It looked like a graduation. On a Saturday afternoon, a crowd of people gathered around a small stage set up on the lawn in front of the Martin van Buren School, a sturdy Colonial Revival building in Kinderhook, New York. But rather than students in caps and gowns, a small parade of people beating out pseudo-African rhythms on hand drums proceeded up onto the stage. Next came a group of writhing dancers in gold masks and neon fur suits, and, finally, duos of performers inside colorful horse costumes. The audience, a mix of locals and a Manhattan art crowd who made the two-hour journey up the Hudson River, applauded the performance, which was organized by Chicago artist Nick Cave. Off to one side, art dealer Jack Shainman was beaming.
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Torrecillas and his firm worked with Carlos Vega, an artist and Shainman’s business partner, to reconfigure the school’s plan, tailoring its interiors to suit the gallery’s roster of artists and the various scales and materials of their work. To host large sculptures and installations, the designers inserted a rectangular 5,000-square-foot gallery with a 24-foot-high ceiling into the heart of the building, carving the space out of the basement and ground floor and reorganizing the school’s warren of rooms around it. From a restored entry—updated with white walls and uplighting above the moulding—visitors move through a series of long, narrow hallways that step down as they wrap in a square shape around the outside of the large gallery. “The building is very Palladian,” says Shainman. “And we tried to keep that symmetry in the new plan.” At the bottom, a low-ceilinged space under the entry provides a moment of compression before opening into the large gallery.
The design required excavating 8 feet below the building and repouring sections of the foundation. In addition, the project added 15 geothermal wells to provide heating and cooling for the school-turned-art space.
On the second floor, to bring a sense of openness and to display larger artworks in what were once small offices and classrooms, the architect removed several interior walls from the brick structure, redistributing their loads with a steel-beam system threaded into the metal roof truss. “The building almost had too many big walls, which is a strange problem for a gallery,” says Shainman. “It’s kind of like having too much closet space in Manhattan.” Some rooms have been converted into white-walled galleries, while others have been left raw, with traces of their former use readable in the stripped walls.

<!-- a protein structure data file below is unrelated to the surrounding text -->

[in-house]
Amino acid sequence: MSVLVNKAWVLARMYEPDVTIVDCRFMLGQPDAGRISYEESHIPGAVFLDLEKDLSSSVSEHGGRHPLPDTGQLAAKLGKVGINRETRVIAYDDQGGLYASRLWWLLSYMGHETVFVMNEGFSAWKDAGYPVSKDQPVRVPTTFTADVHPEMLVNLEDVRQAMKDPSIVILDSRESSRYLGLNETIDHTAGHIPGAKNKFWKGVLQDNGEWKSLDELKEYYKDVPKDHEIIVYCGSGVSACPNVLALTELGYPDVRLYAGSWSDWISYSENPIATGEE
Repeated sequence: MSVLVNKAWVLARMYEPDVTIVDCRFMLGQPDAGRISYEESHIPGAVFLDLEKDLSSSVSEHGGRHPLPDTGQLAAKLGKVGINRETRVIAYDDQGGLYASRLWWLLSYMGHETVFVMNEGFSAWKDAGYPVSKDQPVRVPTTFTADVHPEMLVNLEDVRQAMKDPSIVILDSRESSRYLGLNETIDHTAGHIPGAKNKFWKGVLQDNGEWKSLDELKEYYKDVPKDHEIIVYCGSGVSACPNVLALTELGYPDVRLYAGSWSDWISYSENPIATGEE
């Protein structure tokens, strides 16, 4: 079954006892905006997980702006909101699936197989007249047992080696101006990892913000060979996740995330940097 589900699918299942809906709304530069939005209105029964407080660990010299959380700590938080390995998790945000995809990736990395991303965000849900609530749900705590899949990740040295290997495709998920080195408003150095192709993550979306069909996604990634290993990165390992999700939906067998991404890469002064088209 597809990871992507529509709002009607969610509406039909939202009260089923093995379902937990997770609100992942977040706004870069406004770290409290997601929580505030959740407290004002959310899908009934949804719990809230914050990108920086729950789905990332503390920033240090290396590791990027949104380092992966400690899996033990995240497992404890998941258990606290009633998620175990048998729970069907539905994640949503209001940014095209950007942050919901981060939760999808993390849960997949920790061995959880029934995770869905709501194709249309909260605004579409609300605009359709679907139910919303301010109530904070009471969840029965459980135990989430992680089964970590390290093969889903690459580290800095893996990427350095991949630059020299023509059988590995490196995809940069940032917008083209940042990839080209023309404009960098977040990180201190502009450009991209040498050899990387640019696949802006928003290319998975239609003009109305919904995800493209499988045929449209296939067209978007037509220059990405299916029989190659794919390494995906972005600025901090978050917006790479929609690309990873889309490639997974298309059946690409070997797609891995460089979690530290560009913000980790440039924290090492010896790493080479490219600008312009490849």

The resulting space feels open, but still looks like a converted school rather than a generic white box. “The existing classrooms and hallways made for perfect showrooms,” says Torrecillas. “For me, the greatest power of the building is the honesty of its original construction.”
Torrecillas kept the existing window configuration—the building is located in a historic district—but used a cleverly simple lighting scheme to calibrate conditions in the galleries. He added shading over the glazing that filters daylight to a warm glow, and in between windows, the architect added pairs of vertical fluorescent tubes that balance out the natural light with their cool color temperature. Translucent scrims, stretched from wall to wall and floor to ceiling about 2 feet in front of the windows, blend the opposing light qualities into a near-neutral color temperature that fluctuates just enough to change throughout the day.
During the opening weekend, the lighting set off a selection of work from artists that Shainman shows, including Cave’s signature, crowd-pleasing Soundsuits and a sampling of his more recent work. The latter consists of engrossing collections of objects, sourced from flea markets and junk stores. Many of the knickknacks are once-common racial caricatures—what Shainman calls “racist Americana.” They embody sinister attitudes that, despite the banishment of this kind of casually racist kitsch, have not disappeared from American culture, and yet the work also affectionately elevates these scorned objects.
Such complex gestures were previously tough to find in Kinderhook, a town of fewer than 10,000 people that is more Mayberry than cultural mecca. But that appears poised to change. The OMA-designed Marina Abramović Institute, a hybrid museum and training camp being built by the celebrity performance artist, is taking shape in neighboring Hudson, New York. Paired with Hudson’s indigenous galleries and proximity to Dia Beacon, Mass MOCA, and other institutions, the area seems ready to become a significant art destination. “When we started working on the building, we never thought that’s how the region would be,” says Shainman. “But now, here we are.”
25 Broad St., Kinderhook LLC (Jack Shainman)
Antonio Jiménez Torrecillas
Caesar Gomez Vida
Chad Lindberg, PE
Lorne Dawes Construction LTD
Scheriff Electric, Inc.
HVAC and Plumbing contractor:
C & E Rothermel, Inc.
30,000 square feet
Todd Seimer, S & S Fabrication, Inc.: 1-518-828-2022
Masonry building with cinder block/brick veneer exterior walls
(same as above)
Special doors (sound control, X-ray, etc.):
Concealed doors in perimeter galleries leading to main space:
Paints and stains:
Special interior finishes unique to this project:
David Konarski: 1.-518-688-0520 ' all Juno fixtures
Kathy Waterous: 1-518-453-9554 ' all Philips fixtures
These are the lights from HD:
Lithonia 8' T5 4L 54 W HO Mini Strip Light: Model TZR 2 54 T5HO MVOLT 1
Other lights in the building:
Interior ambient lighting:
Security Plumbing & Heating Supply
Duravit Toilet wall-mounted starck 3, white, washdown model
Joseph F. Hanson:
Mechanical Installation for Geothermal:
This is the information on the mechanics in the Geothermal room:
This is additional mechanical information for the Geothermal system:
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